It’s this last point that fascinates me. It makes total sense. Congestion is set to increase, a huge cost to the economy. The only way to get vehicular traffic moving is to allow computers to take over.
What’s the most dangerous component on a car? The nut behind the wheel. Take away the nut and the streets will be safer.

Motorists face a future of restricted movement (think of the current Beijing experience, with half of the city’s cars forced off the road, every other day). Cyclists, on the other hand, will be able to reclaim city streets, free to go as they please, when they please, protected from cars and trucks because vehicles will be forced to carry on-board speed restrictors, acceleration monitors, and vulnerable road user avoidance devices.

Such freedom to move will create even more cyclists, something that’s already happening. Catering for cyclists – like catering for pedestrians – is the quickest, cheapest and most effective way to civilise a city. And now that message – thanks to Tom Vanderbilt’s Traffic – is going mainstream. Thanks, Tom.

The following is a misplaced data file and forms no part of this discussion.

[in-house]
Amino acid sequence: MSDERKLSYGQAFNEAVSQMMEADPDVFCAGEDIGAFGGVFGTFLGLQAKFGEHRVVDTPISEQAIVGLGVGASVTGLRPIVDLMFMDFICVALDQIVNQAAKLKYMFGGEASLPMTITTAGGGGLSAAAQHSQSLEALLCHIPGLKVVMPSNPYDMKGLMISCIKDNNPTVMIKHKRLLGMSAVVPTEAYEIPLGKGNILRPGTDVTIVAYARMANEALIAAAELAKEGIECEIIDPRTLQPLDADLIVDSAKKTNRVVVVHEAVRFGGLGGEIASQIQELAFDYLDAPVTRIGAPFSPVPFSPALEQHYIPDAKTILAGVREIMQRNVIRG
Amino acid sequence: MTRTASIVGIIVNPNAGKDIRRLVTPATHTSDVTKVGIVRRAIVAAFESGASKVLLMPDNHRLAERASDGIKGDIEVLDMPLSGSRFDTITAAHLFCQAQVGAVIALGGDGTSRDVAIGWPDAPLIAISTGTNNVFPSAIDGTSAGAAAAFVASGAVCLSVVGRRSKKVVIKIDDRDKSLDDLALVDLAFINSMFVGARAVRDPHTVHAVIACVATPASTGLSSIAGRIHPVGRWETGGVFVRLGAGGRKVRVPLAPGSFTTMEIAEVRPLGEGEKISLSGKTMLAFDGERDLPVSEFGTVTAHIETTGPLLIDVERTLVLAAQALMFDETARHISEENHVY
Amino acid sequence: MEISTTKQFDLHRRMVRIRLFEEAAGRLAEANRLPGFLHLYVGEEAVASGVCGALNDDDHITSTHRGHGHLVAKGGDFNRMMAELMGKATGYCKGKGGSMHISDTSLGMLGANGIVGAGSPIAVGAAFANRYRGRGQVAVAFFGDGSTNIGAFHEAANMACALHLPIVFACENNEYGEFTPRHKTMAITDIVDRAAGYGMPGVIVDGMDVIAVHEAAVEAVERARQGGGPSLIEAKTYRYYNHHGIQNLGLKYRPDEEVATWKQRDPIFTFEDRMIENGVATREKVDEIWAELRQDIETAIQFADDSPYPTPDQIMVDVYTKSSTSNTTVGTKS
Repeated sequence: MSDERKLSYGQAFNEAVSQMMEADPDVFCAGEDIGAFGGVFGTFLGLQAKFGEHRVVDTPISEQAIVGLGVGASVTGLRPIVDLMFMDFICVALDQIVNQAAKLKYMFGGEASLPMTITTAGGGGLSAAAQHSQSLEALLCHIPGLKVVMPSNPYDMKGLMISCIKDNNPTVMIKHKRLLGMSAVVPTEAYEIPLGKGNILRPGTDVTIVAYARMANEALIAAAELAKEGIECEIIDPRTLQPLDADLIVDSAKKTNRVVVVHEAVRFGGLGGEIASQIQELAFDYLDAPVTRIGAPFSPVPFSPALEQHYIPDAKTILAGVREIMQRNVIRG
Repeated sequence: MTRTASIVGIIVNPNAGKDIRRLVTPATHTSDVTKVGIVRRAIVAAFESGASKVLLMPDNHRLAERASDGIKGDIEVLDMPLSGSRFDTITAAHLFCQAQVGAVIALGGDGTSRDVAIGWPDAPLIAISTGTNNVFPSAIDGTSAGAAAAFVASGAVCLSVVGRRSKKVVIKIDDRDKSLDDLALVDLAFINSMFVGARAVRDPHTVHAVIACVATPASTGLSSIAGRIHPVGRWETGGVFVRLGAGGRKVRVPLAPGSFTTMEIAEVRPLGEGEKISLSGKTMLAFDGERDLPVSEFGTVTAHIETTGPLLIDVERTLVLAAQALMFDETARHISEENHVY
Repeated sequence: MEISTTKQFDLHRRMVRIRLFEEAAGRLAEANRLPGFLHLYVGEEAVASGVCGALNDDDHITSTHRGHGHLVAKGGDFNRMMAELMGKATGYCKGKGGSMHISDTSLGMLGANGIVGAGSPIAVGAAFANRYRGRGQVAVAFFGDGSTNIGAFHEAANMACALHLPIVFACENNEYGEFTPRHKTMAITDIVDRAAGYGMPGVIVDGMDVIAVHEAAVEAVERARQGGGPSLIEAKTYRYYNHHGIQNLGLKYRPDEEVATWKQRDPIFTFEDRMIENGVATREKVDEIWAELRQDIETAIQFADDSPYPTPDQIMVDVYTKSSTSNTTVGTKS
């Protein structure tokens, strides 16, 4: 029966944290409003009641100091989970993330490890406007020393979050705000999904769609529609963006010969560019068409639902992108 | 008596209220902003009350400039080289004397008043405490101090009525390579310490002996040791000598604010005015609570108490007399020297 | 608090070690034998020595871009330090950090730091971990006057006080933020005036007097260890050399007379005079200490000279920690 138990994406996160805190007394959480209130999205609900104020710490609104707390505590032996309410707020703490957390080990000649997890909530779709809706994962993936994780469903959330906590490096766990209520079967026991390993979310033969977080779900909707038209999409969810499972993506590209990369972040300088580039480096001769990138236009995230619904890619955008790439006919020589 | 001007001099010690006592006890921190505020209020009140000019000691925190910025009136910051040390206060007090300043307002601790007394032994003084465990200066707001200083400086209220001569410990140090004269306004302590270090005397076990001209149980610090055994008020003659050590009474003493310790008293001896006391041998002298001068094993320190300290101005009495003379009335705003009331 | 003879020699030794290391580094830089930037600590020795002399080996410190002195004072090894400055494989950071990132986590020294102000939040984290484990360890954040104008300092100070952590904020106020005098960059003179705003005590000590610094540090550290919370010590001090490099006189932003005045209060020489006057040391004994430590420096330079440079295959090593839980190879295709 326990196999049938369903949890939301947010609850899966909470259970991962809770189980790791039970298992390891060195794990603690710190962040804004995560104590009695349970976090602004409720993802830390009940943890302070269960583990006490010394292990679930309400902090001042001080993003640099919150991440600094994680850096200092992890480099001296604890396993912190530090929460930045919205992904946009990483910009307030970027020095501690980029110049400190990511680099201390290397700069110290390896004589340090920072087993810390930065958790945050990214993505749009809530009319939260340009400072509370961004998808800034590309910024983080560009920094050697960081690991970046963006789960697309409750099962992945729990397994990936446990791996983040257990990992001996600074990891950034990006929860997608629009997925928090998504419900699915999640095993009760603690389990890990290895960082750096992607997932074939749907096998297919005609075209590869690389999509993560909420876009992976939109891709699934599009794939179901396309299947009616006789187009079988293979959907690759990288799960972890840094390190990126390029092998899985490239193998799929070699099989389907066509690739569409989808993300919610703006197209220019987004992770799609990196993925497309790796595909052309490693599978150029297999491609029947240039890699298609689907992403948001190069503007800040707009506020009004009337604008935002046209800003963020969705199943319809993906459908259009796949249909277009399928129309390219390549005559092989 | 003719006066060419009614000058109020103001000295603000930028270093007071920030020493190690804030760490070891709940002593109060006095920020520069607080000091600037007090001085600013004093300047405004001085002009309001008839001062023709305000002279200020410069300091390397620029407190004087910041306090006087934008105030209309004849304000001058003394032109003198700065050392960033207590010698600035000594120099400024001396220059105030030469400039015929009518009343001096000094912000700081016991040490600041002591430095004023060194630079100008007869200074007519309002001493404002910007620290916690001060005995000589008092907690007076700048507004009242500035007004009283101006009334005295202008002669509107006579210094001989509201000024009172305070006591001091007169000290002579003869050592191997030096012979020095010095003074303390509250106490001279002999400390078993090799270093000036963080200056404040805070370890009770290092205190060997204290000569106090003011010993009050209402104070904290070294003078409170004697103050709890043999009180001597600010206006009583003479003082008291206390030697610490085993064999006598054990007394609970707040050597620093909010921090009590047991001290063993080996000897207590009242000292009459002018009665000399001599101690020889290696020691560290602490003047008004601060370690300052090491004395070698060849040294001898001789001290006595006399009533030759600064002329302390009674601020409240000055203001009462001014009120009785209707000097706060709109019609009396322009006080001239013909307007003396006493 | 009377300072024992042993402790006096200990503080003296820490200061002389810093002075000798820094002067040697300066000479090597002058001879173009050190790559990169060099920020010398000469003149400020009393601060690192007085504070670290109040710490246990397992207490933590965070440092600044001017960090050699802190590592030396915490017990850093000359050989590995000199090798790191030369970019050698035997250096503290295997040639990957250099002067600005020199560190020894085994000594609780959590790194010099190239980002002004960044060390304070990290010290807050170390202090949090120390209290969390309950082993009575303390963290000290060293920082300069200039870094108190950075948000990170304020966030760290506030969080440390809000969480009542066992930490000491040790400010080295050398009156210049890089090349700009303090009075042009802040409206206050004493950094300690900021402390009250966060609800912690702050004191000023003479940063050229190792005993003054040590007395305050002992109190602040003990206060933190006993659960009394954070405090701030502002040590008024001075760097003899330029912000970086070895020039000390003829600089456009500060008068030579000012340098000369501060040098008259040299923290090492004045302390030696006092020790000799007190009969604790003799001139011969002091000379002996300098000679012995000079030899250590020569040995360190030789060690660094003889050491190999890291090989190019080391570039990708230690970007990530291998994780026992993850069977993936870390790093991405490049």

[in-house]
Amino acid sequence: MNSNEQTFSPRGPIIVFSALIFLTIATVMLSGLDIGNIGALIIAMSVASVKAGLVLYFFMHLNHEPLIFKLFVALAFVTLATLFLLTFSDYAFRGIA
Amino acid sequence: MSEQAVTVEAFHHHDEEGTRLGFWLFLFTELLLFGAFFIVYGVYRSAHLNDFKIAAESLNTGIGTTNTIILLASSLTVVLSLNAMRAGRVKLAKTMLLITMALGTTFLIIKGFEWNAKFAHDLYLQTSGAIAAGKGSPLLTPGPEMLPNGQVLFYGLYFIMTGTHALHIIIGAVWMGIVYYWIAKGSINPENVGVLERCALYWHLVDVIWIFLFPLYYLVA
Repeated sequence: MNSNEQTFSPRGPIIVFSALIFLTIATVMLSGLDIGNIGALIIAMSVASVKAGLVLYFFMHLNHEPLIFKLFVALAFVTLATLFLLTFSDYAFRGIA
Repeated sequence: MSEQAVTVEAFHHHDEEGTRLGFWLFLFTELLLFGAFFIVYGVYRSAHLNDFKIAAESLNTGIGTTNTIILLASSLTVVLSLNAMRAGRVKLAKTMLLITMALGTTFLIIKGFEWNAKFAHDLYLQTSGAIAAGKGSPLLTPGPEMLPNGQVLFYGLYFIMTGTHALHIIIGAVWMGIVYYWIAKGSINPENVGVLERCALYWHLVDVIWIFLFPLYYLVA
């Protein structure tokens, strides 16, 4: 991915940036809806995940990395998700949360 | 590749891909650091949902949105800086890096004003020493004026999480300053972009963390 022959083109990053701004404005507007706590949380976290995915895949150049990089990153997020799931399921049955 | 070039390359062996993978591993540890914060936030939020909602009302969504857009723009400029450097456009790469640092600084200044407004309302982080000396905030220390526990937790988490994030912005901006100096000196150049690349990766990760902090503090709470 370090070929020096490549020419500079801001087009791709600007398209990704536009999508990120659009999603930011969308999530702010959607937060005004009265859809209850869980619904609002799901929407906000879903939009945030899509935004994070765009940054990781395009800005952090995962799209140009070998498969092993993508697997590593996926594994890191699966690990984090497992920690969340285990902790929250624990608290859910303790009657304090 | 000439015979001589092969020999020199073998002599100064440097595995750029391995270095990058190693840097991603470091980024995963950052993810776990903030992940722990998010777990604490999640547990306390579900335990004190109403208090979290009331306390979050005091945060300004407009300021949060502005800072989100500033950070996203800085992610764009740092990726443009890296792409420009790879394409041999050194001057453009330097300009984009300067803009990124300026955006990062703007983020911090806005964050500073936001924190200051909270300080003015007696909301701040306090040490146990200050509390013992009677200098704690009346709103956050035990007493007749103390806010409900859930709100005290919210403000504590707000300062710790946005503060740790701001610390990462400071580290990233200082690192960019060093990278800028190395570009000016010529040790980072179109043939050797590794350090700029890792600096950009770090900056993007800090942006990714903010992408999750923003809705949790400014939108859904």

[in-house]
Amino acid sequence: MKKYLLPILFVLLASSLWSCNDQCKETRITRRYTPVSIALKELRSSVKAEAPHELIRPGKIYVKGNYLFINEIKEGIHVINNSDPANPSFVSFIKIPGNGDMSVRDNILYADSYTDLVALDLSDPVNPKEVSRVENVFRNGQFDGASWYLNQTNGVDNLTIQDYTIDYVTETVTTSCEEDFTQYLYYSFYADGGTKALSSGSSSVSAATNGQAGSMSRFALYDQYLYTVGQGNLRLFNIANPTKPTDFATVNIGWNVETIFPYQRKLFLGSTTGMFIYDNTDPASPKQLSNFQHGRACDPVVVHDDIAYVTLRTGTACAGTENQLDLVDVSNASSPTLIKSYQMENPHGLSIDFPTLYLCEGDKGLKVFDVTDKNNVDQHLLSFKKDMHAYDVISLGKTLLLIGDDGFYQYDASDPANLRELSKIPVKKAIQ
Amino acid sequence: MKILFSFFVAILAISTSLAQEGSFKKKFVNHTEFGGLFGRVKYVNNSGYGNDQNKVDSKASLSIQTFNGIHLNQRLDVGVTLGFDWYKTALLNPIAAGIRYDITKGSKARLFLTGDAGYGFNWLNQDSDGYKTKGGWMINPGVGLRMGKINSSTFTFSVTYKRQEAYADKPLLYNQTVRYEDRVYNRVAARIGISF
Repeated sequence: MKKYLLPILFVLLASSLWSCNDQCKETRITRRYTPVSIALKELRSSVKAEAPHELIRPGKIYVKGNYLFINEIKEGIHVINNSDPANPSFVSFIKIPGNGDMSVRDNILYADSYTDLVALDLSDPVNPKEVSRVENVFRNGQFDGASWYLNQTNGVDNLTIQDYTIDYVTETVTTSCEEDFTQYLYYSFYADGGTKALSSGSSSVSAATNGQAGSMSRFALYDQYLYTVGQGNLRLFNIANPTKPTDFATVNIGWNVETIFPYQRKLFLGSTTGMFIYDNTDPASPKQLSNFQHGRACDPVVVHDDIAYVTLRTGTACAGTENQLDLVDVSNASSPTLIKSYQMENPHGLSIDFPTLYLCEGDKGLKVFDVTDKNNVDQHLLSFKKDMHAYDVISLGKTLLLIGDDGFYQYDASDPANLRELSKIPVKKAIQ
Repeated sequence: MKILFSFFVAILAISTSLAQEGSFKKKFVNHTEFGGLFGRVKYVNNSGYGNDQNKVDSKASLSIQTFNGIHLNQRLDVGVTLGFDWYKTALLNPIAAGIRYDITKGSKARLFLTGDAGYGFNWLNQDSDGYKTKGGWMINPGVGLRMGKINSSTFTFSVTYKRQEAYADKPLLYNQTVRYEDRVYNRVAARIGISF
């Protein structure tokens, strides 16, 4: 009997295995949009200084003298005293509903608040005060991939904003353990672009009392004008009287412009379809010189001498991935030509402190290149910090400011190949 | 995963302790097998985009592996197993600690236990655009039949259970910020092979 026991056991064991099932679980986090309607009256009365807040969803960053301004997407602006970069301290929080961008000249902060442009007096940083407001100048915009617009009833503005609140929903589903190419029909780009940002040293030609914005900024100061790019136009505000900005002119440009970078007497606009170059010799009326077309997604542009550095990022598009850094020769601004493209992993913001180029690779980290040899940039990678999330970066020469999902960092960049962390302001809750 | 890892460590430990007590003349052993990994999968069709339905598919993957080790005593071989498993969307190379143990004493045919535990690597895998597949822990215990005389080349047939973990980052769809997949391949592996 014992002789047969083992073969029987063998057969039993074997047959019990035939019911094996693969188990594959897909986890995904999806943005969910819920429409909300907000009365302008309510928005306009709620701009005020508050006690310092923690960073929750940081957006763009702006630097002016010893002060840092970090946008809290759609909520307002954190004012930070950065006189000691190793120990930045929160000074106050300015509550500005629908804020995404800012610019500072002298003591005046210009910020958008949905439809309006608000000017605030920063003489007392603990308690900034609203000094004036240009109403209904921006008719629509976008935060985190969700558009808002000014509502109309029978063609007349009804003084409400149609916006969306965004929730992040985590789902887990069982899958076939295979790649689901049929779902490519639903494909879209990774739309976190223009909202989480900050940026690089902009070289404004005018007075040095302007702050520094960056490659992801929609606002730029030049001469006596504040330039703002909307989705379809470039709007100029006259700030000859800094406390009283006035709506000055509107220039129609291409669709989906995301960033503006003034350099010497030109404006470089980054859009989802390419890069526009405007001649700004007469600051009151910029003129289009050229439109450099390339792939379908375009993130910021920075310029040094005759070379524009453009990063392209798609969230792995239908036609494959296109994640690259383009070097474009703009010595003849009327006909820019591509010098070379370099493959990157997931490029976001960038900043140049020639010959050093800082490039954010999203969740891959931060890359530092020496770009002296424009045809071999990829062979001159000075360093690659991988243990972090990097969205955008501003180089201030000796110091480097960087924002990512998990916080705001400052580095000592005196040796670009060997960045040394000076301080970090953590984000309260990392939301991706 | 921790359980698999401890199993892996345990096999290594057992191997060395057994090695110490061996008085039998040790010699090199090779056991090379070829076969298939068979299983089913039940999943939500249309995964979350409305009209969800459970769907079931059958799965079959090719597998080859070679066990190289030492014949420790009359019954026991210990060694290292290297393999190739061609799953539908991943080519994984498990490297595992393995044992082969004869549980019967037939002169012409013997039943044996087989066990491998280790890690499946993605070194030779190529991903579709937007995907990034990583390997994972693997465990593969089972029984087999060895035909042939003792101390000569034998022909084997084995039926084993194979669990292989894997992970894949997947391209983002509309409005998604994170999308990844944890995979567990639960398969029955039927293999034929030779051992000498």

Buy the book and bookmark his How We Drive blog.

Have you signed up yet? It’s free and tasty


Sign up for the free newsletter for the Bike to Work Book, and click through to listen to the podcast, too. Or peruse a PDF for the book from here (the PDF is viewable online, no need to download it).

The Bike to Work Book is to be co-published in November by myself here at Quickrelease.tv Towers and Tim Grahl’s CommuteByBike.com of the US. We met through membership of the Spokesmen bike industry roundtable podcast (which has a new serious/funny episode online right now).